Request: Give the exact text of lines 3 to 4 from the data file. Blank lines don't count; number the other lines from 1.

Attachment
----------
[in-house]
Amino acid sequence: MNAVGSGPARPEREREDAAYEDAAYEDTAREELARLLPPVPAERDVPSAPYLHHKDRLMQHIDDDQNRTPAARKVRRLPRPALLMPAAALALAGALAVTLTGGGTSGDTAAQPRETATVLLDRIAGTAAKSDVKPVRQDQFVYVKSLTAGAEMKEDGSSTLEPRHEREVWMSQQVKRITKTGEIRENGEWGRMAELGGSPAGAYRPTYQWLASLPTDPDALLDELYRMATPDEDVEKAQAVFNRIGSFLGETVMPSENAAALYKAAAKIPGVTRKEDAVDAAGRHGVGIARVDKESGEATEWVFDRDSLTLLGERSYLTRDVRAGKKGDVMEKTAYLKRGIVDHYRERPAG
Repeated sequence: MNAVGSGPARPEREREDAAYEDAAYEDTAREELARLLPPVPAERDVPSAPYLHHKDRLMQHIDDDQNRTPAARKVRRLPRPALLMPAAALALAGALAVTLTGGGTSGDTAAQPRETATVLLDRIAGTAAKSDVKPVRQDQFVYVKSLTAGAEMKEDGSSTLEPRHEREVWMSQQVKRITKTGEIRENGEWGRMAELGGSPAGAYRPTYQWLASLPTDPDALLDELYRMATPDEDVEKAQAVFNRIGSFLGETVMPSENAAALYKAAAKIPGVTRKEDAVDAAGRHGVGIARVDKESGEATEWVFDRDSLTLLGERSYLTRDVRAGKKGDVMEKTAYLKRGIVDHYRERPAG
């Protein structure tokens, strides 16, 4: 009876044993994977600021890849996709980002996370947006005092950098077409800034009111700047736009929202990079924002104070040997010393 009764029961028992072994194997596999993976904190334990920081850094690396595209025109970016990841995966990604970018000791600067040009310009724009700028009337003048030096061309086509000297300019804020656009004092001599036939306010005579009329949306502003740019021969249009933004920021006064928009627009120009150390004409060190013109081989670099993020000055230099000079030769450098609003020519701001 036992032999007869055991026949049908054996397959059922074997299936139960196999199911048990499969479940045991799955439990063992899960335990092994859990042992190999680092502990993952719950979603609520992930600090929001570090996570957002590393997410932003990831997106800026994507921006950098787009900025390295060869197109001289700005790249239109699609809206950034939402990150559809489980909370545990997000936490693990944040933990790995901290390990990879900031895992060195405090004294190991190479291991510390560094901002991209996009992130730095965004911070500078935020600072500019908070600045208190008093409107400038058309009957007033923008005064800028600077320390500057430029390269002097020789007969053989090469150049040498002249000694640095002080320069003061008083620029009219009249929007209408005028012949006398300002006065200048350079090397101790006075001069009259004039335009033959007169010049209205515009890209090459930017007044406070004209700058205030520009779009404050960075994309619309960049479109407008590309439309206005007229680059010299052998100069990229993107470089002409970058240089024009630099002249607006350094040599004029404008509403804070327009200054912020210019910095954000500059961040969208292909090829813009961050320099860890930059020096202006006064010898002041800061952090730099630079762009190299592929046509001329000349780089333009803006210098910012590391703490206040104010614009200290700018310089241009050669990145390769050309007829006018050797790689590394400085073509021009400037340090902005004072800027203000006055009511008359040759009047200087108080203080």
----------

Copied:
Repeated sequence: MNAVGSGPARPEREREDAAYEDAAYEDTAREELARLLPPVPAERDVPSAPYLHHKDRLMQHIDDDQNRTPAARKVRRLPRPALLMPAAALALAGALAVTLTGGGTSGDTAAQPRETATVLLDRIAGTAAKSDVKPVRQDQFVYVKSLTAGAEMKEDGSSTLEPRHEREVWMSQQVKRITKTGEIRENGEWGRMAELGGSPAGAYRPTYQWLASLPTDPDALLDELYRMATPDEDVEKAQAVFNRIGSFLGETVMPSENAAALYKAAAKIPGVTRKEDAVDAAGRHGVGIARVDKESGEATEWVFDRDSLTLLGERSYLTRDVRAGKKGDVMEKTAYLKRGIVDHYRERPAG
């Protein structure tokens, strides 16, 4: 009876044993994977600021890849996709980002996370947006005092950098077409800034009111700047736009929202990079924002104070040997010393 009764029961028992072994194997596999993976904190334990920081850094690396595209025109970016990841995966990604970018000791600067040009310009724009700028009337003048030096061309086509000297300019804020656009004092001599036939306010005579009329949306502003740019021969249009933004920021006064928009627009120009150390004409060190013109081989670099993020000055230099000079030769450098609003020519701001 036992032999007869055991026949049908054996397959059922074997299936139960196999199911048990499969479940045991799955439990063992899960335990092994859990042992190999680092502990993952719950979603609520992930600090929001570090996570957002590393997410932003990831997106800026994507921006950098787009900025390295060869197109001289700005790249239109699609809206950034939402990150559809489980909370545990997000936490693990944040933990790995901290390990990879900031895992060195405090004294190991190479291991510390560094901002991209996009992130730095965004911070500078935020600072500019908070600045208190008093409107400038058309009957007033923008005064800028600077320390500057430029390269002097020789007969053989090469150049040498002249000694640095002080320069003061008083620029009219009249929007209408005028012949006398300002006065200048350079090397101790006075001069009259004039335009033959007169010049209205515009890209090459930017007044406070004209700058205030520009779009404050960075994309619309960049479109407008590309439309206005007229680059010299052998100069990229993107470089002409970058240089024009630099002249607006350094040599004029404008509403804070327009200054912020210019910095954000500059961040969208292909090829813009961050320099860890930059020096202006006064010898002041800061952090730099630079762009190299592929046509001329000349780089333009803006210098910012590391703490206040104010614009200290700018310089241009050669990145390769050309007829006018050797790689590394400085073509021009400037340090902005004072800027203000006055009511008359040759009047200087108080203080």